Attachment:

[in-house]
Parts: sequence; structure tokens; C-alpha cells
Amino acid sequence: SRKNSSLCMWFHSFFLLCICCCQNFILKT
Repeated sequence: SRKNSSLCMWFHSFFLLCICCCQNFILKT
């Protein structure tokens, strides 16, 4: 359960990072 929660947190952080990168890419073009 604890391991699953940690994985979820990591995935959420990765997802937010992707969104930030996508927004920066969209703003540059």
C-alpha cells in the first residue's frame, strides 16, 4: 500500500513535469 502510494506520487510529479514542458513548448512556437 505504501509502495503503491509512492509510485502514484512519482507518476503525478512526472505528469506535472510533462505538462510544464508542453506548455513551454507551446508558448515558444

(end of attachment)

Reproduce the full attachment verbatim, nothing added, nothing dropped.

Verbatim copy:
[in-house]
Parts: sequence; structure tokens; C-alpha cells
Amino acid sequence: SRKNSSLCMWFHSFFLLCICCCQNFILKT
Repeated sequence: SRKNSSLCMWFHSFFLLCICCCQNFILKT
């Protein structure tokens, strides 16, 4: 359960990072 929660947190952080990168890419073009 604890391991699953940690994985979820990591995935959420990765997802937010992707969104930030996508927004920066969209703003540059």
C-alpha cells in the first residue's frame, strides 16, 4: 500500500513535469 502510494506520487510529479514542458513548448512556437 505504501509502495503503491509512492509510485502514484512519482507518476503525478512526472505528469506535472510533462505538462510544464508542453506548455513551454507551446508558448515558444